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Stories About Chemistry

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55. Two Kinds of Chemical Fetters

Even in ancient times there were many scientists who did not doubt the existence of atoms. But how are these atoms linked to one another in substances? On this matter philosophical thought was either silent or sailed high and low over the sea of fantasy.

For example, the famous French naturalist Descartes believed that some atoms were furnished with hook-like projections, and others, with eye-like ones. He held that two atoms combined when the hook of one got caught in the eye of the other.

As long as people knew little or nothing about atomic structure, all their ideas about the linkage between atoms, about chemical bonding, remained groundless. The electron helped scientists to discover the truth.

This did not happen all at once. The electron was discovered in 1895, but the first attempts to use it to account for chemical bonding were made only some twenty years later, after the arrangement of electrons around the atomic nucleus became clear.

Not all atomic electrons participate in chemical bonds, but only those situated in their outer or at the most, in their last and second-last shells.

Suppose an atom of sodium meets an atom of fluorine. The former has one electron revolving on. its outside shell, and the latter, seven. The encounter instantly results in a very stable molecule of sodium fluoride. But how? By a rearrangement of electrons.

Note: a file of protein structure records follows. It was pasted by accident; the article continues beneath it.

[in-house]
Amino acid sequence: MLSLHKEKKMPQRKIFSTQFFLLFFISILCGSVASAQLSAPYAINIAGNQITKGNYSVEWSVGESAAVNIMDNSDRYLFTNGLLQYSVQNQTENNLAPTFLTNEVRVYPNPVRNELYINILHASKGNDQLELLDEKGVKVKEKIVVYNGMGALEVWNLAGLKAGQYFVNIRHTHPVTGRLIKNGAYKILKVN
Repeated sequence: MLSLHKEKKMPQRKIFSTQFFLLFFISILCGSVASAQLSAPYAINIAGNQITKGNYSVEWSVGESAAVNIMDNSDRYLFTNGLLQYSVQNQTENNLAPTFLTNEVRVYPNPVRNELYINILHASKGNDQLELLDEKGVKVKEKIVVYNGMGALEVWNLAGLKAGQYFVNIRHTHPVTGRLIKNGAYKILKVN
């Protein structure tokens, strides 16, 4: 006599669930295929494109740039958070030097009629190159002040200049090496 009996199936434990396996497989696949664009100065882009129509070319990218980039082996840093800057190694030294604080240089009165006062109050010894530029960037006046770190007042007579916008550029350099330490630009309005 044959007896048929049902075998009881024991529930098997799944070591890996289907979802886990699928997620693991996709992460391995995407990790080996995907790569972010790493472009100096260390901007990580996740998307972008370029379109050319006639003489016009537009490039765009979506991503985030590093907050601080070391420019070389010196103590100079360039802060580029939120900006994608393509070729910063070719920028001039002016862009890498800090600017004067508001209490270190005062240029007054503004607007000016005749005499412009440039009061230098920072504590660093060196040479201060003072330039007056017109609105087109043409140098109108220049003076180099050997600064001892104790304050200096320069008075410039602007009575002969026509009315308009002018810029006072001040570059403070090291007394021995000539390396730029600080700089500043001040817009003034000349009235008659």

The sodium atom easily gets rid of its outer electron. In doing so it becomes a positively charged ion and unveils its second-last electron shell. This shell contains eight electrons, an octet configuration which is very difficult to break up.

On the other hand, the fluorine atom readily accepts an additional electron on its outer shell; this makes the latter also an eight-electron shell.

And a negatively charged fluorine ion appears.

Positive attracts negative. Electrical forces draw the oppositely charged sodium and fluorine ions strongly together. A chemical bond appears between them. This bond is called ionic, and it is one of the principal types of chemical bonds.

The second is as follows.

How can such a compound as, say, the fluorine molecule F2 exist? Fluorine atoms cannot discard electrons from their outer shells. Differently charged ions cannot form in this case.

The chemical linkage between the fluorine atoms is accomplished by means of a pair of electrons. Each of the atoms deals out one electron to be pooled for common use. As a result, both of the atoms now have eight electrons, as it were, in their outer shells, six of their own and two pooled ones. Such a bond is called covalent.

The majority of chemical compounds known to us are formed by means of chemical bonds of the first or second type.


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